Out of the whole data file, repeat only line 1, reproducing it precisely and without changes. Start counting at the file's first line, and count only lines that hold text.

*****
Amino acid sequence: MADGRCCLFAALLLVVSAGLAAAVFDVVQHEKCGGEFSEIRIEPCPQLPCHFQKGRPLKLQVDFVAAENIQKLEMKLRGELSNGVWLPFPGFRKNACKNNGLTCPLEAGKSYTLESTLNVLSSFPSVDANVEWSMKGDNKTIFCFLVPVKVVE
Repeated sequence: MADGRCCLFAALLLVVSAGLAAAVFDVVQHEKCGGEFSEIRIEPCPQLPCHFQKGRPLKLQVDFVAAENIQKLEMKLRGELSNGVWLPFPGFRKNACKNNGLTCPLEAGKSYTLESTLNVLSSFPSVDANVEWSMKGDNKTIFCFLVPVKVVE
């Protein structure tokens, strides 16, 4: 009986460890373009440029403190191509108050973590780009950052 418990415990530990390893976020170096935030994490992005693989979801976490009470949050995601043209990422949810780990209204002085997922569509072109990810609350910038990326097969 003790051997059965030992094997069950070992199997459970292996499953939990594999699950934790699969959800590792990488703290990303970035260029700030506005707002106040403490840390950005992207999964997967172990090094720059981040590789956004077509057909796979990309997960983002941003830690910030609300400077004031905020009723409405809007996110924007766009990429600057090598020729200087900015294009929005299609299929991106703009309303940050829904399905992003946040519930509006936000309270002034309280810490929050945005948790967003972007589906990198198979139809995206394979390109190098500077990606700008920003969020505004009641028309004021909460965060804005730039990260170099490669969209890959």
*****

Amino acid sequence: MADGRCCLFAALLLVVSAGLAAAVFDVVQHEKCGGEFSEIRIEPCPQLPCHFQKGRPLKLQVDFVAAENIQKLEMKLRGELSNGVWLPFPGFRKNACKNNGLTCPLEAGKSYTLESTLNVLSSFPSVDANVEWSMKGDNKTIFCFLVPVKVVE